Writings

Phoenix Ratha Yatra

Dear devotees and friends,

Please accept my best wishes. All glories to Srila Prabhupada.

I returned to South Africa on Friday the 2nd of July, to take part in the 11th annual Phoenix Rathayatra. The  programme started with an introductory evening that night at the Phoenix temple, and Kadamba Kanana Maharaja and I spoke about the background and history of the festival.

On Saturday morning we started the procession around 11 or so and wound through the streets of Phoenix, previously a large Indian settlement in the apartheid era, and still probably more than 90% Indian. For about three hours Kadamba Kanana Maharaja led roaring kirtana, reminding me of Tribhuvanatha prabhu, an amazing disciple of Srila Prabhupada from England who lead kirtana at Rathayatras at full speed for three or four hours without tiring. These sincere devotees become empowered by Lord Jagannatha to glorify Him and spread His fame.

Most of the time I sat on the chariot doing my usual programme of throwing sweets and fruit of the chariot, and spraying the people with water. Sometimes people who are not watching get hit and hurt, and this Rathayatra was no exception. After I had hit three devotees in their faces with oranges and apples I resolved not to throw more fruit again. It’s too dangerous.

I led the kirtana for the last 45 minutes or so, up the final hill to our New Jagannatha Puri temple and then took part in various preaching programmes around the temple grounds. I was meant to give the main talk from the main stage, so I walked down there a few minutes before to be ready in time. What I saw going on on the stage shocked me. There was a young boy and a young girl in sloppy looking western clothes doing a crazy dance which could only be described as somewhat erotic, wiggling their rear ends around with their backs to the audience in time to a bizarre, low class Bollywood song (any Bollywood song is low class, but this was exceptional).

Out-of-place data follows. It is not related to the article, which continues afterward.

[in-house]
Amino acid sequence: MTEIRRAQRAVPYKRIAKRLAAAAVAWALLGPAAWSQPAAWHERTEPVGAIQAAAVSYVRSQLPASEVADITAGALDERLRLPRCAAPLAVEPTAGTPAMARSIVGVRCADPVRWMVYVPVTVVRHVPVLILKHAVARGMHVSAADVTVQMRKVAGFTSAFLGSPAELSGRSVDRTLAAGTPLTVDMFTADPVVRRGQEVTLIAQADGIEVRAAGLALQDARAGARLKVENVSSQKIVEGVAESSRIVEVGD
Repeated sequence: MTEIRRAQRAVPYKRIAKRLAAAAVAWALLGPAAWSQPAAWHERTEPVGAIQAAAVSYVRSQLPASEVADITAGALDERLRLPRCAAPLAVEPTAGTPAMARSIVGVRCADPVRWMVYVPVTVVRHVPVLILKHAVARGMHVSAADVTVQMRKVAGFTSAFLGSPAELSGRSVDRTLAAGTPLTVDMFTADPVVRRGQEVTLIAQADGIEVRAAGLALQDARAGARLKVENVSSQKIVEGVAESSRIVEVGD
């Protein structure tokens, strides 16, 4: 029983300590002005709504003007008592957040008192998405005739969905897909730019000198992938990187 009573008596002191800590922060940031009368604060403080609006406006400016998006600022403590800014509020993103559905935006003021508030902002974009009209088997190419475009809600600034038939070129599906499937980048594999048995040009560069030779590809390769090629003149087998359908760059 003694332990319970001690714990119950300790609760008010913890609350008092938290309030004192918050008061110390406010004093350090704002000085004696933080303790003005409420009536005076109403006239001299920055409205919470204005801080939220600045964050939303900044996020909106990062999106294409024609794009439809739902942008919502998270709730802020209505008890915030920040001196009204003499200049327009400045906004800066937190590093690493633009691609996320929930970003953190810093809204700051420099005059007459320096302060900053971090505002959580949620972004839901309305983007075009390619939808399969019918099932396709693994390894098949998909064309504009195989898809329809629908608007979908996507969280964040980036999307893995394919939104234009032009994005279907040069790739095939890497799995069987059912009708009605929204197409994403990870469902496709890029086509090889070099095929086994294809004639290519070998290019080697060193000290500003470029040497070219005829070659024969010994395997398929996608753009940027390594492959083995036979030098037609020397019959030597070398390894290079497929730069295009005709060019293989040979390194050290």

Suddenly, in the middle of the dance there was a major power failure and the dancers were forced to stop, which was good, but the power didn’t come on again for more than 30 minutes, so I was not able to give my talk.

That evening Kadamba Kanana Maharaja was meant to lead the Gaura arati, but he was not around when the conch blew, so I led. He came in later and led for some time, and then I led again. My singing is not good, and I often
refer to it as screaming, and this evening was no exception. There were seven young devotees on mrdangas, plus a few on African drums, so the sound was quite cacophonous (a big word for loud), and I screamed and screamed until I noticed that my voice was starting to fail a little. This is something I’ve noticed happening as I become a little older.

The next day we had an initiation ceremony in the morning and then continued on with the festival in the afternoon. Kadamba Kanana Maharaja and I led the kirtana for the Gaura arati and afterwards, and again I was screaming like
mad, to the point that my voice was clearly failing more and more.

The following week I did programmes every evening in different places. On Monday I went to Pietermaritzburg to inspect the progress in the construction of our new temple there, and then on Wednesday I went to do a memorial ceremony for Madan Mohana prabhu, a very disciple who passed away a year ago on Janmastami day, which last year happened to also fall on my western birthday, August 14th.